Home World Human Rights Watch says China is threatening academic freedom in Australia | Australian News

Human Rights Watch says China is threatening academic freedom in Australia | Australian News

Human Rights Watch says China is threatening academic freedom in Australia | Australian News


Human Rights Watch accused Australian universities of failing to protect the academic freedom of pro-democracy Chinese students, saying that many of them changed their behavior and conducted self-censorship to avoid harassment and “reports” to domestic authorities.

In a new report Human Rights Watch released news on Wednesday that Australian universities, which rely on tuition fees for international students, “turn a blind eye to the harassment and surveillance of the Chinese government and its agents.”

The organization stated that it interviewed 24 pro-democracy students from mainland China and Hong Kong, and verified three cases in which the Chinese police visited or asked to meet with their families regarding student activities in Australia.

In one case, a student opened a Twitter account and posted pro-democracy messages while studying in Australia, and the Chinese authorities threatened to go to jail.

The student told Human Rights Watch that the police in mainland China “contacted my parents…and issued a formal warning. They told me to’shut up’.”

“They said I must close my Twitter and stop spreading anti-government messages. If I don’t cooperate, they may accuse me of a crime,” the student said. “I deleted my Twitter account. Because I was worried about my parents.”


Human Rights Watch also stated that pro-Beijing students in Australia harassed and intimidated those who expressed support for the pro-democracy movement. A female student reported that she had received threatening messages from her classmates after participating in the Hong Kong democracy demonstration in Australia.

“He was like,’I’m looking at you.’ Personally, I feel very scared,” she said. “The courses I took have 98% of mainland students. The students speak ill of me. I am not loyal to the country.”

Human Rights Watch said that every democracy student interviewed expressed concern that their activities in Australia might cause the Chinese authorities to punish or interrogate their family members returning home, and said that these concerns affected what they said in class and how they treated their friends. Choice, even their decision to attend class or participate in activities.

“I have to self-censor,” a mainland student said. “This is reality. I came to Australia, but I still don’t have freedom. I never talk about politics here.”

But Human Rights Watch said that most of these students did not report the harassment to their universities because they believed that their universities would not take threats seriously, or they were worried that their universities would only sympathize with Chinese students who are relatives in Beijing.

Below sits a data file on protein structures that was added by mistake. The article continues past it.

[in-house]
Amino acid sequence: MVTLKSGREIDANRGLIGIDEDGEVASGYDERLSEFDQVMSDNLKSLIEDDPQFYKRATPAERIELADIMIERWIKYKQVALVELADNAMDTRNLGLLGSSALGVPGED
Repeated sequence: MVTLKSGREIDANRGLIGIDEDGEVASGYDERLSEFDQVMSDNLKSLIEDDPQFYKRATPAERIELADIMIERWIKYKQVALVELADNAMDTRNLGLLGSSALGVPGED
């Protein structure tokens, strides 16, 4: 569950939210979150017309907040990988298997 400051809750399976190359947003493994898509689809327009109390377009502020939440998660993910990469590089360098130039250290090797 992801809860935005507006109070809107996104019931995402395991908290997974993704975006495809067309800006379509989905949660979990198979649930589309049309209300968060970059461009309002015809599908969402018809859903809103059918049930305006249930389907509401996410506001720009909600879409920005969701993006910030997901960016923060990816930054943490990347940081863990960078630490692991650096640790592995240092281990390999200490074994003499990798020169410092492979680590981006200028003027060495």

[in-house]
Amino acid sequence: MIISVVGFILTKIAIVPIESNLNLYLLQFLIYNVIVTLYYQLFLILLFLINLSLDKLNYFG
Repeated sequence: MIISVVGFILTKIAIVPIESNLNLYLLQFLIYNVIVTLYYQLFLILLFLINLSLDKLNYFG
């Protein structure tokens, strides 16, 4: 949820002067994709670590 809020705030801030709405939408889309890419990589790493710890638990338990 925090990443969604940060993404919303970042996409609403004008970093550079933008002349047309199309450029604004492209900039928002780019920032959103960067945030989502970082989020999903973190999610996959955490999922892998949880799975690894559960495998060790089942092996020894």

According to Human Rights Watch, harassment is not limited to students.

The organization stated that pro-Beijing students and social media users also harassed, intimidated, and human-searched some academics at Australian universities—publishing their personal information—if these scholars were deemed to criticize the Chinese Communist Party or discuss “sensitive” Taiwan, Issues such as Tibet, Hong Kong or Xinjiang.

In a case last year, pro-Beijing supporters bullied, harassed, and harassed a scholar who described Taiwan as a country and defended Taiwanese students. Therefore, HRW stated that Australian universities had to temporarily remove the scholar’s teaching profile from the university website.

Human Rights Watch said that scholars from or who specialize in China studies also reported that they often conduct self-censorship when talking about China. One scholar even reported that a university official told him to provide a “sterilized” version of his China research unit.

“When all of our teaching was online, I received an email from an IT leader stating that they had set up a VPN [virtual private network] In China, people are a little bit worried about the content of teaching,” he told Human Rights Watch. “Another scholar who is also teaching another China studies unit provided Chinese students with a’sterilized’ version of the course. Is this something I would like to consider for my course? I said,’No, I don’t want to do that’. “

Human Rights Watch said that all of this happened in the context of the Chinese government’s efforts to undermine global academic freedom. It said that in recent years, the Chinese government has become bolder in trying to monitor overseas Chinese students and censor academic discussions and academic investigations.

HRW Australian researcher Sophie McNeill said that Australian universities—approximately 40% of international students are from China—must take more measures to deal with the actions of the Chinese government.

She said: “Australian university administrators have failed to fulfill their duty of care to safeguard the rights of Chinese students.” “Australian universities rely on tuition fees brought by international students, while turning a blind eye to harassment and surveillance by the Chinese government and its agents. Universities should speak up. And take concrete actions to support the academic freedom of these students and faculty.”


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